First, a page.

Humane Society of Canada

March 21, 2005 16:14 ET

Protect Animals from Seasonal Hazards Urges The HSC

Attention: Assignment Editor, News Editor VANCOUVER, BC--(CCNMatthews - March 21, 2005) - The arrival of spring brings a number of situations that are dangerous for animal companions. The Humane Society of Canada (HSC) is asking people with pets to learn about the spring hazards facing animal companions and to take the necessary precautions to ensure that their four-legged friends aren't placed in a dangerous situation.

"One of the biggest dangers facing pets and their humans at the end of winter involves flooding and increased water levels in rivers, lakes, streams and other water bodies from melting snow and ice," says Al Hickey, HSC Western Regional Director. "Even creeks and rivers that are shallow and slow moving for much of the year can become raging torrents of water when winter snow and ice melts," warns Hickey. "Some dogs will jump into these dangerous waterways while other animals can fall or be swept into them."

HSC Executive Director Michael O'Sullivan wants people to know that lakes, ponds and similar water bodies covered with ice are also very dangerous.

"Every year dogs and other animals fall through ice on lakes, ponds and rivers where many of them die," states O'Sullivan. "Pets can also become stranded on the ice. Animal companions can be kept safe from these dangerous situations by being kept away from waterways, particularly during the end of winter and early spring, and not allowing them to run at large."

People with pets also need to keep them from harming, or being harmed by, wild animals.

"Wild animals are particularly vulnerable in the spring when they are having their young and looking for shelter and food," says O'Sullivan. "Pets must be prevented from harming these animals and they also need to be protected from wild animals who can inflict serious injuries on animal companions."

Although people should be outside with their pets at all times, many animals do stray or become lost. When this happens it is important to have effective identification so that they can be quickly returned to their families. To effectively deal with this, The Humane Society of Canada has launched its Pet Recovery Team which includes providing each animal companion with a personalized identification tag. The tag contains the animal's name, his or her human guardians' phone number and a serial number along with the phone numbers of The Humane Society of Canada - including their toll-free number. Pets can be enrolled in this free program by registering online at http://www.humanesociety.com or calling 1-800-641-KIND (5463).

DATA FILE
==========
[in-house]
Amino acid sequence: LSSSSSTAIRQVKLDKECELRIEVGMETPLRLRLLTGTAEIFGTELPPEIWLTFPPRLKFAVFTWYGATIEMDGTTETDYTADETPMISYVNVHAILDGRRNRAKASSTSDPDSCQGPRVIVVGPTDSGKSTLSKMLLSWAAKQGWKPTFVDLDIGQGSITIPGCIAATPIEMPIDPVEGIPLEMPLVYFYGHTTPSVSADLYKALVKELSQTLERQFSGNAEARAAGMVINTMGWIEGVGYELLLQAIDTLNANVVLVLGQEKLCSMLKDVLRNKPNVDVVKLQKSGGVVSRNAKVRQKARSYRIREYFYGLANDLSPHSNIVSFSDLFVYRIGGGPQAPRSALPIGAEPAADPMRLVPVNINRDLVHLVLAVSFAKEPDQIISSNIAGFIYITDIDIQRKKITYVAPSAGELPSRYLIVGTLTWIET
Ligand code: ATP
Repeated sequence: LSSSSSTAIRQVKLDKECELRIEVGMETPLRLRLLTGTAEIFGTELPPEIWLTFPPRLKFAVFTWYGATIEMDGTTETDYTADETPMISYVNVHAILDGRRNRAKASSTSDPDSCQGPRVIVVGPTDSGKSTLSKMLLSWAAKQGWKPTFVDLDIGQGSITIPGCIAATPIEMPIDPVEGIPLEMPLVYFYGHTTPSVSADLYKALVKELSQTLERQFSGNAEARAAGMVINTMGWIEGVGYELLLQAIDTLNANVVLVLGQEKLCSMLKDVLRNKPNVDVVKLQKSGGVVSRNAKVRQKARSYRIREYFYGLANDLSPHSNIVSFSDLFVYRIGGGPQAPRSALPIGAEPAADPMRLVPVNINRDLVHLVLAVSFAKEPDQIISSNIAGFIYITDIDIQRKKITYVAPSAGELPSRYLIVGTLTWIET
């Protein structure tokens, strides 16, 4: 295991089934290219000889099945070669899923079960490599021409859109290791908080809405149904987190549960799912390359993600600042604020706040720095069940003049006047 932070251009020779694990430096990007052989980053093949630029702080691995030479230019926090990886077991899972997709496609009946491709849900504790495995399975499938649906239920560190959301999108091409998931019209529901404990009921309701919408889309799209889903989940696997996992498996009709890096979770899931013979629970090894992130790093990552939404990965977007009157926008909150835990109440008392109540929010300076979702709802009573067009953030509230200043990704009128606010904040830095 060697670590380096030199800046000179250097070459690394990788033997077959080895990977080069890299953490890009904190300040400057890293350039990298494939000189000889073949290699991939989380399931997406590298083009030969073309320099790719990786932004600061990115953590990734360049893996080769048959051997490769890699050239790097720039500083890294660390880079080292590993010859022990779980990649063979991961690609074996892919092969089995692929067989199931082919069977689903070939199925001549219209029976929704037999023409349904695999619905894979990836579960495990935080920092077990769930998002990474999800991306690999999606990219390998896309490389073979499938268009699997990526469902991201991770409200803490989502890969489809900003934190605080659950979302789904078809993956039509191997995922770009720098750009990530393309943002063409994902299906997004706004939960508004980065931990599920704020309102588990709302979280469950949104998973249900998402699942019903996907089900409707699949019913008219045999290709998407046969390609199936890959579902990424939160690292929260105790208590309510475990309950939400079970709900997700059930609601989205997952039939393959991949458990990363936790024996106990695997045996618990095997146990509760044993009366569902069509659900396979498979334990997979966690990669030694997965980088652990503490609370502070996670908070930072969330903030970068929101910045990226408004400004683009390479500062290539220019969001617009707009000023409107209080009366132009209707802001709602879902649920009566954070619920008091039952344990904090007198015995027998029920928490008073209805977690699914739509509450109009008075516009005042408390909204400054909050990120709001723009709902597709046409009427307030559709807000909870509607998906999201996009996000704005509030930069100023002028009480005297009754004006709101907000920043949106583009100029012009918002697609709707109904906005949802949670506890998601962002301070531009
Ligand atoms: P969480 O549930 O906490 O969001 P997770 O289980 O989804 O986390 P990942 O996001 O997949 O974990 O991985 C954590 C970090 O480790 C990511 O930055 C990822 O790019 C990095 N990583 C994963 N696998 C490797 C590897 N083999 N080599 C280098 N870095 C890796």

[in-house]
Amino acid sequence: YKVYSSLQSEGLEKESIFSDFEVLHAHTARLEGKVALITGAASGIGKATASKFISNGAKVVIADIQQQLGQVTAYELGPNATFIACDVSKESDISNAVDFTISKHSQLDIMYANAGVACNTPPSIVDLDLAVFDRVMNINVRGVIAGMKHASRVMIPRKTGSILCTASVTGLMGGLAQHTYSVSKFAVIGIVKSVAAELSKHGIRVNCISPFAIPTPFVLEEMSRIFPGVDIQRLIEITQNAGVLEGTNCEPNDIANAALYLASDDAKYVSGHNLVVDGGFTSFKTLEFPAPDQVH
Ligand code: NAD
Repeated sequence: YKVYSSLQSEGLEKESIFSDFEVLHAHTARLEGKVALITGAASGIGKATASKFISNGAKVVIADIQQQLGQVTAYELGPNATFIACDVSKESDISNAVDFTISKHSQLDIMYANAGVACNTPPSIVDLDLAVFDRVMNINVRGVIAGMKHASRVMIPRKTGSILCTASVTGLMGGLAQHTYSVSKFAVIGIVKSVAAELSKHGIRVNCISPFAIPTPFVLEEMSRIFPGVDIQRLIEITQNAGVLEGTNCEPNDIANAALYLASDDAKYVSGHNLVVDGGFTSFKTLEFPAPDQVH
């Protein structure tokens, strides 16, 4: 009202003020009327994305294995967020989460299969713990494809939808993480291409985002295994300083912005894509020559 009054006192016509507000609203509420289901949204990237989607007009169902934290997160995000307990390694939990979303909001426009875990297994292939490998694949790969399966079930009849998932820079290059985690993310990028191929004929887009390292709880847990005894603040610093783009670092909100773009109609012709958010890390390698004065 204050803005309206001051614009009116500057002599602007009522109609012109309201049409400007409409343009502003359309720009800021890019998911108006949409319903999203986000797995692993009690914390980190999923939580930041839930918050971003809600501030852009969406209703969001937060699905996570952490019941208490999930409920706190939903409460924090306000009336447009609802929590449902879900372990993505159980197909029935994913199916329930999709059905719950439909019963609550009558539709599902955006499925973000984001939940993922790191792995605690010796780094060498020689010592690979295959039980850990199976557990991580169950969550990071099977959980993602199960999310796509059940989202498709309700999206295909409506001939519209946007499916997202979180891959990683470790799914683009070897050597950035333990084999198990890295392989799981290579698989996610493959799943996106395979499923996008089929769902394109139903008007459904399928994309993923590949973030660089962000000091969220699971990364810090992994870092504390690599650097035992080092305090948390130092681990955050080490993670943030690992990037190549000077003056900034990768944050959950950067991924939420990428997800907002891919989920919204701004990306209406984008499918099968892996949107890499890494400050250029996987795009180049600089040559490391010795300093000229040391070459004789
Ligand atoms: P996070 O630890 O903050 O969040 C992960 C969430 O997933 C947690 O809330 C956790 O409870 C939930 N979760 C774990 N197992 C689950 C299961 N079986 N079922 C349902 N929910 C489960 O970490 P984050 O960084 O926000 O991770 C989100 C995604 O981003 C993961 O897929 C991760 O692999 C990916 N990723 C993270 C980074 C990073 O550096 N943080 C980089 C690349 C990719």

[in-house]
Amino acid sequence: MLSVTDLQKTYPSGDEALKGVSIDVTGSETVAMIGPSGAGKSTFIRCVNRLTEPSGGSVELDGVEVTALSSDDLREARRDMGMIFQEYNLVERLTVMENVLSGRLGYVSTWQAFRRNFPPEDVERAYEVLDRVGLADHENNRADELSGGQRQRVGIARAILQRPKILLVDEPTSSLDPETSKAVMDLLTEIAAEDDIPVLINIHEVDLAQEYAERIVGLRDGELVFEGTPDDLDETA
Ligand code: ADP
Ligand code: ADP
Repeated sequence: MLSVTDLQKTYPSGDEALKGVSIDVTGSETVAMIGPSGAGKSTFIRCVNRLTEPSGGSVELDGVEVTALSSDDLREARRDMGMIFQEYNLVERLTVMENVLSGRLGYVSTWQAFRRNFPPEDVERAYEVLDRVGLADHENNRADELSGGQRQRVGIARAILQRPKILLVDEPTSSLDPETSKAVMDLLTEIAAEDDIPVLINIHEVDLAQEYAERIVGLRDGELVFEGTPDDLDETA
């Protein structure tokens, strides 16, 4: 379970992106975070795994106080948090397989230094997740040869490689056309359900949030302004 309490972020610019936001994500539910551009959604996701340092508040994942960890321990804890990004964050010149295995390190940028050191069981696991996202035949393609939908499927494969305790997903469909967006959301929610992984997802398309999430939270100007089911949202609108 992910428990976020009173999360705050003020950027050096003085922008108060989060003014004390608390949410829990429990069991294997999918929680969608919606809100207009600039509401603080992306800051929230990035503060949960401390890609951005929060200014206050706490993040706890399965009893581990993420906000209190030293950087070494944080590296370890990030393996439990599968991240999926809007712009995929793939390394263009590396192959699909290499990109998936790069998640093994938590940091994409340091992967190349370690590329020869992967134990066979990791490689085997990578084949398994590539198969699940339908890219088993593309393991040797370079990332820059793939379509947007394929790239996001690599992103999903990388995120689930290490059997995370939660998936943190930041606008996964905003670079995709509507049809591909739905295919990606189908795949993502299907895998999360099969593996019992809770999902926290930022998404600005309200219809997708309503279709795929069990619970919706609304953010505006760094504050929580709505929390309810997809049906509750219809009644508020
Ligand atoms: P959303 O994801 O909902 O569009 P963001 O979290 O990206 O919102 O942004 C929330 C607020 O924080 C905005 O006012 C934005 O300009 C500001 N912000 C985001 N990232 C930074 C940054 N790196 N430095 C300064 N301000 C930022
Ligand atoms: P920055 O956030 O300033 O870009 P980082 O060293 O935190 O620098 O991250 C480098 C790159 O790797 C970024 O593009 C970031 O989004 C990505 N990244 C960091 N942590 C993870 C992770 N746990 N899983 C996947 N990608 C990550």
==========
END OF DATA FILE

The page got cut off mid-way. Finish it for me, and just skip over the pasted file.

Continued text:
When your animal is hurt, time is critical. In order to give people a way of providing their animals with immediate help to try and relieve their pain and injury, The Humane Society of Canada has created this special Animal First Aid Kit. This kit and first aid manual have been reviewed by a group of veterinarians and animal care experts with a broad range of experience in Canada, the United States, Latin America and the Caribbean, the United Kingdom, Europe, the Pacific Rim and the Middle East. Their collective expertise has helped save the lives of thousands of animals. The contents of this kit have also been field tested in disaster and war zones around the world.

The Humane Society of Canada advises that in every single case when your animal is sick or injured that you immediately contact your veterinarian or an emergency veterinary clinic. Keep your animal healthy by going to your veterinarian for regular health checkups and by keeping your animal's vaccinations against disease up to date. Have your pets spayed or neutered and do your part to help stop pet overpopulation.

CONTACT: Al Hickey or Michael O'Sullivan by toll free 1-800-641-KIND or Michael on his cell phone (416) 876-9685 or at www.humanesociety.com

[For more than 17 years, Al Hickey was the Chief Executive of the BC SPCA and before that headed up the Alberta and BC Chambers of Commerce, and the Executive Director of the Boys and Girls Club of Greater Vancouver. He has 6 grandchildren.

A father with two children, and a houseful of dogs and cats, O'Sullivan has worked across Canada and in over 90 countries during the last 35 years helping people, animals and nature.]

The Humane Society of Canada works to protect dogs, cats, horses, birds, livestock, lab animals, wildlife and the environment. They carry out hands on programs to help animals and nature, mount rescue operations, expose cruelty through hard hitting undercover investigations, work to pass laws to protect animals, fund scientific research, support animal shelters and wildlife rehabilitation centres and spread the word about how to help animals and nature through humane education.

The Humane Society of Canada depends entirely on donations to support our programs to help animals and the environment. All donations are gratefully acknowledged with a receipt for income tax purposes. If you would like to support our campaigns to help animals please consider making a donation here.
/For further information: www.humanesociety.com www.humanesociety.com/disparticle.asp?thisrel=petrecoveryteam www.humanesociety.com/send.asp www.humanesociety.com/online.asp?page=intro/ IN: MEDIA

Contact Information

  • Michael O'Sullivan, Executive Director, The Humane Society of Canada
    Primary Phone: 416-368-0405
    Secondary Phone: 416-876-9685
    Toll-Free: 800-641-5463
    E-mail: info@humanesociety.com